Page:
If you find yourself with a few minutes to spare, as I did this afternoon, here’s a thing to drink: the Jack Rose cocktail. I picked up the new Dale DeGroff book, The Essential Cocktail, on an impromptu shopping trip with Scoots last weekend (also, we ended up at the Brick for breakfast, and damn if it wasn’t quite good; more folks should check that out as the place was deserted). It’s quite a good book, with each page devoted to one recipe and often, a subsequent page to variations. The Jack Rose caught my eye for several reasons. It calls for applejack, one of my favorite liquors and for grenadine. The grenadine comes with an admonition against Rose’s and other ready-made products as little more than synthetic flavoring, sugar & preservatives and later in the book a recipe is provided for homemade grenadine.
So, this afternoon I decided to whip up a batch of grenadine. The recipe calls for whacking 3 pomegranates with a wooden spoon, lightly pressing them to release the juice and straining the juice prior to assembling the grenadine. I really wasn’t feeling an afternoon spent chasing little red bb’s around the kitchen and 409ing the subsequent stains to counter and floor, so I opted for POM Wonderful (100% pomegranate juice, pasteurized). It really couldn’t be easier: mix 1 part rich simple syrup (basically 1 part water, 2 parts sugar, heated to dissolve sugar) to 2 parts pomegranate juice.
After picking up The Husband, I assembled the first Jack Rose.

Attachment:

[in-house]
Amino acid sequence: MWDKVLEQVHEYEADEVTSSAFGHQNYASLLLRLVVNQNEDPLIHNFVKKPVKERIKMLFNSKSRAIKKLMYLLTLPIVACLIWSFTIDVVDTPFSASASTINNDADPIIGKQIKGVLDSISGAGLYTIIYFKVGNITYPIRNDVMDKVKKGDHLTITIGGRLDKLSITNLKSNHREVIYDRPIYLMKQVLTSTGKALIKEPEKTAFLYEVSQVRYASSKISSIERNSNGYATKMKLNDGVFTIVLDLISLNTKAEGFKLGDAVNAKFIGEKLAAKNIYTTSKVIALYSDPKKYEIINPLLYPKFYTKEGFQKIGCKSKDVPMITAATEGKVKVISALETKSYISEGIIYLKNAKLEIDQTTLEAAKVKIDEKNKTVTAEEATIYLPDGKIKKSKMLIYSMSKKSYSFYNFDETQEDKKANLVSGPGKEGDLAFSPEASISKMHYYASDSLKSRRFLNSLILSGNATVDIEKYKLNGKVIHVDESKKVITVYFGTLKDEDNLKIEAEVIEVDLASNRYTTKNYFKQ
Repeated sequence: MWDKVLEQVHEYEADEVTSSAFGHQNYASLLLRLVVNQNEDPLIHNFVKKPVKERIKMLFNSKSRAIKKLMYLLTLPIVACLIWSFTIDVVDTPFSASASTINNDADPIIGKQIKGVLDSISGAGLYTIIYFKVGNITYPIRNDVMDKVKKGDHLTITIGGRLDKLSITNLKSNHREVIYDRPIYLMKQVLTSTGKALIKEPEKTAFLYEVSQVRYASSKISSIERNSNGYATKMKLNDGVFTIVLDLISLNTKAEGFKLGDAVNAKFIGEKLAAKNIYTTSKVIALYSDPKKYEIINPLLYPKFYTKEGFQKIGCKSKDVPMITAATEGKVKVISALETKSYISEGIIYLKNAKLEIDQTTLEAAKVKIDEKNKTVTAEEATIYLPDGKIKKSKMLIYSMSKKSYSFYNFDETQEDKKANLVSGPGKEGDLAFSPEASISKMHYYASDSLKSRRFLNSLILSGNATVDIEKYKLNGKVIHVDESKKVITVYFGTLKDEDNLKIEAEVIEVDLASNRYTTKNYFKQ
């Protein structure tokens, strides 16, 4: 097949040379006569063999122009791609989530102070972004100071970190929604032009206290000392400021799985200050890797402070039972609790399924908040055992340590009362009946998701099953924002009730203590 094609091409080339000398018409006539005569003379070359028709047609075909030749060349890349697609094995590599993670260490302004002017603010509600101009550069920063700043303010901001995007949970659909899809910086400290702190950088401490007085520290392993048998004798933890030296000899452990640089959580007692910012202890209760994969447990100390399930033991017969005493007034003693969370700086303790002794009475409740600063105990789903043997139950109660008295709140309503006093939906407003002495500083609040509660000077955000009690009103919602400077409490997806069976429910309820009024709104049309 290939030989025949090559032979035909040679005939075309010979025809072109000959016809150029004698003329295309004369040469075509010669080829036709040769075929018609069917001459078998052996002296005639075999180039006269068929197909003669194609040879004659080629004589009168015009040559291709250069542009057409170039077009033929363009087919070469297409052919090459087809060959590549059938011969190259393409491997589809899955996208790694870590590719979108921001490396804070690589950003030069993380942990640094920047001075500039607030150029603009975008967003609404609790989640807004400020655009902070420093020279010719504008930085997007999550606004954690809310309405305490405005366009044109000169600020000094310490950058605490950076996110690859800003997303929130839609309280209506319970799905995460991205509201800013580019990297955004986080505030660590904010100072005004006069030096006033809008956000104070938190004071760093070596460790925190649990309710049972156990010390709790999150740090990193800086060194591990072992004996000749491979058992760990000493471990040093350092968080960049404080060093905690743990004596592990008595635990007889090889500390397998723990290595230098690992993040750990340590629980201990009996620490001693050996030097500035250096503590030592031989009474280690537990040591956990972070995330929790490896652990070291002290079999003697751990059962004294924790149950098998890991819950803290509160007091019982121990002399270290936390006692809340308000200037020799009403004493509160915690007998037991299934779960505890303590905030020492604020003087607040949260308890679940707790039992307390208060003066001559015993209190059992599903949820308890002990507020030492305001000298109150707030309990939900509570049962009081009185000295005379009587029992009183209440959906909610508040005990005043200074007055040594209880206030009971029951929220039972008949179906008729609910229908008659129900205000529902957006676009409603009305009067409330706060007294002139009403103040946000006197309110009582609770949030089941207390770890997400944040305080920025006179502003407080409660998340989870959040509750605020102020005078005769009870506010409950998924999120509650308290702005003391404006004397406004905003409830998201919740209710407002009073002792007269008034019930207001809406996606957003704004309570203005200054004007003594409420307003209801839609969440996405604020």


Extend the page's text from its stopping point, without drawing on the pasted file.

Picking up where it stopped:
- 1.5 oz applejack (I used Laird’s 100 proof apple brandy, bottled in bond)
- 3/4 oz lemon juice
- 3/4 oz simple syrup (equal parts sugar and water, heated to dissolve; it keeps in the fridge for about a week)
- 1/4 oz grenadine
- marashino cherry or apple wedge (or both) for garnish
Shake over ice and strain into cocktail glass. Garnish & serve.
For the first one, I followed the recipe and it was quite a lovely shade of pink and had good body. For the second, I ignored the “always shake if the recipe includes a citrus juice” rule and just mixed the cocktail in an old-fashioned glass over ice and gave it a stir. It, too, was delicious.
Next up, I’ll be making homemade maraschino cherries now that I’m seeing Luxardo’s Maraschino liqueur every damn where.
Also, I asked the guy at Gomer’s to see if he could order St. Germain’s Elderflower Cordial, Velvet Falernum, Angostura Orange Bitters and Canton Ginger Liqueur. If anybody’s seen these anywhere in the city, drop me a comment. I can order them on the internets, but would like to my part to create a demand locally.